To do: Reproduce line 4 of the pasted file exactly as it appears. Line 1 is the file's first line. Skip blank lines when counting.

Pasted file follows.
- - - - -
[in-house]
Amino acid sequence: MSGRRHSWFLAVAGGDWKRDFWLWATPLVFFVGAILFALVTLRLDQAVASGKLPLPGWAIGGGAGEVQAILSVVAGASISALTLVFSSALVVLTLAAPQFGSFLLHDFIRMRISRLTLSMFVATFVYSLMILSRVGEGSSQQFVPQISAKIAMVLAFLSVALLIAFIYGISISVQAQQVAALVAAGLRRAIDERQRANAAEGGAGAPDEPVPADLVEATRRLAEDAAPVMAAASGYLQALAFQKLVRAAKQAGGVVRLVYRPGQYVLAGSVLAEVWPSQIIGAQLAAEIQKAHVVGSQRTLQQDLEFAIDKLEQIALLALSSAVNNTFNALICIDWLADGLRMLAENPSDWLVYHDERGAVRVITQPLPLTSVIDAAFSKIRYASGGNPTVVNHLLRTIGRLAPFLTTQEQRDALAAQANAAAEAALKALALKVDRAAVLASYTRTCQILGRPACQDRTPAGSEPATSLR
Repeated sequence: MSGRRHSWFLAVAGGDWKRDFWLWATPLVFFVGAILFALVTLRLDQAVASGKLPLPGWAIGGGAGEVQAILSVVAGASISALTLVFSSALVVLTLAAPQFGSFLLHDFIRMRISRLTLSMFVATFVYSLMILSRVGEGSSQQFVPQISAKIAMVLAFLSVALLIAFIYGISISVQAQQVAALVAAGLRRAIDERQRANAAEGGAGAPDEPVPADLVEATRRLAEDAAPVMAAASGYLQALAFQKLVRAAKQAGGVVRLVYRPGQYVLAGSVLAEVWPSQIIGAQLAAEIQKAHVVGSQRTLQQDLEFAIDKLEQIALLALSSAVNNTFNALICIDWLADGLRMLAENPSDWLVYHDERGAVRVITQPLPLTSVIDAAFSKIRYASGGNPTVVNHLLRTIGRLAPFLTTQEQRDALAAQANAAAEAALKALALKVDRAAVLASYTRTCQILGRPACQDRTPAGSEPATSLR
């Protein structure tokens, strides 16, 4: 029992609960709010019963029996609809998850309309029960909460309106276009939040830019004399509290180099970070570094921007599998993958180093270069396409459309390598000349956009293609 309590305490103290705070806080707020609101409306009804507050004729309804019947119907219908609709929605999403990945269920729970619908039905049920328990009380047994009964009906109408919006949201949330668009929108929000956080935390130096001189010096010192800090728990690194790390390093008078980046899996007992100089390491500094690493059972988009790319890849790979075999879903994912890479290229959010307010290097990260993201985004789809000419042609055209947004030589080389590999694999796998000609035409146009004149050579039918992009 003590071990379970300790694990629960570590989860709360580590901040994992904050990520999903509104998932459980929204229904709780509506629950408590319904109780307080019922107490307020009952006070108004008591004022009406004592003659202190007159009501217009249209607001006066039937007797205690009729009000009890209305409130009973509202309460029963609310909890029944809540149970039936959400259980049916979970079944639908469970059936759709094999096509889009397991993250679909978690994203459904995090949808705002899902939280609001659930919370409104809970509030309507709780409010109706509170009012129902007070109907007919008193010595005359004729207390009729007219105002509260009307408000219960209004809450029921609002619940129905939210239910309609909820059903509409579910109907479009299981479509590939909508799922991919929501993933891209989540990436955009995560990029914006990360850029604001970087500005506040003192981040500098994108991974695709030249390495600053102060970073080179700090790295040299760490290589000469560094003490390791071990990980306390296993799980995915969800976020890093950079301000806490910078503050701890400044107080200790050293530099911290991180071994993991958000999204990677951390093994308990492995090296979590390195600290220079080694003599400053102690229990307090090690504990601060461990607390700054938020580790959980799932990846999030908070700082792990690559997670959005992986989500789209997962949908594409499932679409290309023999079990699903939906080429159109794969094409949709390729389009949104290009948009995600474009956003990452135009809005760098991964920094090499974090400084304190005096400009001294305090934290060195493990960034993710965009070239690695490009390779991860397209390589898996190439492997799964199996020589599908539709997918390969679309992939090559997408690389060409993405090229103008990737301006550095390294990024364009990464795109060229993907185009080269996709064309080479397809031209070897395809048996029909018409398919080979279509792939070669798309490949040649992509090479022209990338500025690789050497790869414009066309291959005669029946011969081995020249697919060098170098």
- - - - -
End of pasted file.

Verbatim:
């Protein structure tokens, strides 16, 4: 029992609960709010019963029996609809998850309309029960909460309106276009939040830019004399509290180099970070570094921007599998993958180093270069396409459309390598000349956009293609 309590305490103290705070806080707020609101409306009804507050004729309804019947119907219908609709929605999403990945269920729970619908039905049920328990009380047994009964009906109408919006949201949330668009929108929000956080935390130096001189010096010192800090728990690194790390390093008078980046899996007992100089390491500094690493059972988009790319890849790979075999879903994912890479290229959010307010290097990260993201985004789809000419042609055209947004030589080389590999694999796998000609035409146009004149050579039918992009 003590071990379970300790694990629960570590989860709360580590901040994992904050990520999903509104998932459980929204229904709780509506629950408590319904109780307080019922107490307020009952006070108004008591004022009406004592003659202190007159009501217009249209607001006066039937007797205690009729009000009890209305409130009973509202309460029963609310909890029944809540149970039936959400259980049916979970079944639908469970059936759709094999096509889009397991993250679909978690994203459904995090949808705002899902939280609001659930919370409104809970509030309507709780409010109706509170009012129902007070109907007919008193010595005359004729207390009729007219105002509260009307408000219960209004809450029921609002619940129905939210239910309609909820059903509409579910109907479009299981479509590939909508799922991919929501993933891209989540990436955009995560990029914006990360850029604001970087500005506040003192981040500098994108991974695709030249390495600053102060970073080179700090790295040299760490290589000469560094003490390791071990990980306390296993799980995915969800976020890093950079301000806490910078503050701890400044107080200790050293530099911290991180071994993991958000999204990677951390093994308990492995090296979590390195600290220079080694003599400053102690229990307090090690504990601060461990607390700054938020580790959980799932990846999030908070700082792990690559997670959005992986989500789209997962949908594409499932679409290309023999079990699903939906080429159109794969094409949709390729389009949104290009948009995600474009956003990452135009809005760098991964920094090499974090400084304190005096400009001294305090934290060195493990960034993710965009070239690695490009390779991860397209390589898996190439492997799964199996020589599908539709997918390969679309992939090559997408690389060409993405090229103008990737301006550095390294990024364009990464795109060229993907185009080269996709064309080479397809031209070897395809048996029909018409398919080979279509792939070669798309490949040649992509090479022209990338500025690789050497790869414009066309291959005669029946011969081995020249697919060098170098």